Developing Web applications with Tomcat and Eclipse

Apache Tomcat & Eclipse Platform make a great Web development platform

Required components

The Eclipse V3.2 Callisto integrated development environment (IDE) includes tools for doing Web development and integrating with servers. So, aside from the software development kit (SDK), you need only Eclipse and Apache Tomcat installed. The versions featured in this article are listed below.

Table 1. Components and versions used
ComponentVersion used in this article
Eclipse Platform3.2.2
Java™ EE 5 SDK1.5.0_09
Apache Tomcat5.5.20

The Eclipse IDE is an open source IDE used as the development environment for your JavaServer Pages (JSPs) and Java files. With the Web and Java 2 Platform, Enterprise Edition (J2EE) Development tools installed, Eclipse is great tool for creating HTML, JSPs, and servlets.

You need the Java SDK to run servlets on your machine. Finally, Apache Tomcat is an open source Web and servlet container, used in the official reference implementations for Java Servlet and Java Server Pages.


Installation of Eclipse and Tomcat is similar — both are extracted from the archive file format into a folder on your hard disk. If you ever want to uninstall either, it's as simple as deleting the directory in which you extracted the files.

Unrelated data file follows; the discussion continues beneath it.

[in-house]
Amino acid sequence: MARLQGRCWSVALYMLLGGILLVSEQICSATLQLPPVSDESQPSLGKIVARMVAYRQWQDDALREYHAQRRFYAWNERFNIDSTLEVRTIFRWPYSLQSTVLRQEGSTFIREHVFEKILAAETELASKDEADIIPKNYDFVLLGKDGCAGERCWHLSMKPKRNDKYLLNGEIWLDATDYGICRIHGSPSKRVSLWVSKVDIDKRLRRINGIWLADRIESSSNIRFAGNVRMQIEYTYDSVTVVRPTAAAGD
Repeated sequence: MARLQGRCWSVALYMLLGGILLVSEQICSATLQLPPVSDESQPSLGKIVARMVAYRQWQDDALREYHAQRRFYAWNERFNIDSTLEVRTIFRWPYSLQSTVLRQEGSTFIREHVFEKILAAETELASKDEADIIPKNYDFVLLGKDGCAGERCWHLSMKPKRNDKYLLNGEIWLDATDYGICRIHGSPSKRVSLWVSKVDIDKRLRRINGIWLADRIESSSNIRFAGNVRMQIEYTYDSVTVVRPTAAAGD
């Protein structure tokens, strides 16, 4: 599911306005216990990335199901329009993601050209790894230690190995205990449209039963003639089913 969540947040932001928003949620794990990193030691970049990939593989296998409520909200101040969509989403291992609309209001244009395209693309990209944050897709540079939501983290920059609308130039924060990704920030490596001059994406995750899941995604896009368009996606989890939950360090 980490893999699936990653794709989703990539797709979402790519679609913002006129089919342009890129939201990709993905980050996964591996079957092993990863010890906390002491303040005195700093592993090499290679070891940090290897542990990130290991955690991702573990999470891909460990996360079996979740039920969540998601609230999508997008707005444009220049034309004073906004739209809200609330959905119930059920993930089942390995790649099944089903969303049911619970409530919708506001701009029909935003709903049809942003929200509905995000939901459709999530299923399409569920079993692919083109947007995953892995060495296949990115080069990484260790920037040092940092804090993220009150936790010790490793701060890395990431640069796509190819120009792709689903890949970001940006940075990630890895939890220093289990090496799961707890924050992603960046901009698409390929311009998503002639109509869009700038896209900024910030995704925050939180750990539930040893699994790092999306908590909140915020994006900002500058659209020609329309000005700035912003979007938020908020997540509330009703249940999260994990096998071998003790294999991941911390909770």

Install Eclipse

To install the Eclipse IDE, unpack the compressed (.zip or .tar.gz) file you downloaded from Eclipse, then move the unpacked folder into a convenient location. I try to install it in a location that follows the conventions of whatever operating system I'm using. If I'm installing Eclipse on a Macintosh, I put the Eclipse folder in the Applications folder. If I'm using Microsoft® Windows®, I put the unpacked folder into the C:\Program Files directory.

Once you've downloaded and installed Eclipse, start it up. Before you can create a Web project, you need to install the J2EE and Web Development plug-ins. Fortunately, it's easy to install the plug-in using the Callisto Discovery Site.

Install the Web tools

With the Eclipse IDE running, select Help > Software Updates > Find and Install. This option lets you download and install the Web tools without going to a Web site.

Select Search for New Features to Install, as shown below, then click Next.